The Assault & Losing Control
During that Spring my husband and I were invited to dinner at a friend's house.. At dinner, in typical fashion, I consumed most of the wine and feeling tipsy and in a "party" mood I asked my friend if she wanted to go out. She agreed and I let my husband know even though I'd knew he'd be more than a little miffed at the idea. My friend and I went to a local bar and after ordering our first beer we decided to dance. Out of character, I put my beer down and went to the dancefloor. That was the last thing I remember until the next morning waking up in a strange house with cuts and scrapes on my body. I was driven home by a girl who was at this house and upon arriving home my husband was obviously fuming because I'd been out all night. I was still confused and disoriented and didn't know what to tell him. I finally told him I thought I'd been drugged and raped and I probably needed to go to the hospital. Not believing me at the time, he told me to just go so I did.
After this incident my anxiety and depression increased ten fold and my general practitioner increased my dose of an antidepressant which threw me into a vicious rapid cycling pattern of mania and depression at the same time. I called my doctor to let her know what was going on but they said the medicine wouldn't cause that kind of reaction. Yeah, never let a gp give advice on psychiatric medications! I eventually got in with a therapist who immediately recognized I was maniac and scheduled me an appointment with a psychiatrist. The pyschiatrist took me off my antidepressant because it can actually induce mania and put me on Trileptal (oxcarbazepine). Trileptal is in a class of medications called anticonvulsants to treat seizures but is also used to treat bipolar disorder. I was put on a low dose and was told we would increase it gradually. I was optimistic about this new medication, hoping it would help me sleep and decrease the nightmares but I had no such luck. I continued cycling until one night I was in a maniac depressive state and tried to commit suicide by overdosing on sleeping pills.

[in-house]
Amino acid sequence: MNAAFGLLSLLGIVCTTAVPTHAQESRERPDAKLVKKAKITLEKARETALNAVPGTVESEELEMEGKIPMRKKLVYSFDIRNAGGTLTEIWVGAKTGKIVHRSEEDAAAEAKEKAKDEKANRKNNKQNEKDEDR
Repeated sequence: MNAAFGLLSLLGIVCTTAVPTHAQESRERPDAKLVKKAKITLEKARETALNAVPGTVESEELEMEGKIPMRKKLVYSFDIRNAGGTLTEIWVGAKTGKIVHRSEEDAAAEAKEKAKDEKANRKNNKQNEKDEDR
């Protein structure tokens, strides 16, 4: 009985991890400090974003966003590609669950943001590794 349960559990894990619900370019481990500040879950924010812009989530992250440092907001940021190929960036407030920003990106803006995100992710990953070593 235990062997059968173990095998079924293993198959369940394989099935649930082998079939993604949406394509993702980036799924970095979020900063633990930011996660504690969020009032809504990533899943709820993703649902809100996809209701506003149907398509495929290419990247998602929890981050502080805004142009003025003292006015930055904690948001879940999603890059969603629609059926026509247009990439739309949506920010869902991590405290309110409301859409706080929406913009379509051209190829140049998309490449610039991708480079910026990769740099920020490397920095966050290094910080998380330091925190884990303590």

"The mood swings associated with bipolar disorder can alternate from major, or clinical, depression to mania or extreme elation," according to webmd.com. The mood swings can range from very mild to extreme, and they can happen gradually or suddenly within a timeframe of minutes to hours. When mood swings happen frequently, the process is called rapid cycling.
The sleeping pills I took I had obtained that night from the pharmacy and in my dark fog texted a picture of the bottle to my ex-husband saying basically that I was going to commit suicide. A few days after my unsuccessful attempt I basically ran away from home for a day and when I got back I was served with a restraining order from seeing my son due to the suicide attempt. I immediately went into a state of panic and left my house again. I returned the next day, knowing I had to eventually face reality. Thankfully my husband and dad, who had come into town to do what he could, were very supportive and understanding.
The Long Road to Healing
After the incident of leaving home and being served, I saw my psychiatrist and we agreed on me starting intensive outpatient therapy. For six weeks, five days a week I attended therapy groups, was stablized on new medication and graduated a totally different person. The program essentially saved my life. I learned in these groups about bipolar disorder, anxiety attacks and how to cope with these things in a healthy way. I discuss some of the therapuetic techniques I learned in my hub at http://krdennis1977.hubpages.com/hub/Bipolar-and-Benefits-of-Therapy. It was all good preparation for the next event that was about to transpire in my life. As part of the process of regaining visitation with my son, the court ordered a psychiatric evaluation bya court-appointed doctor.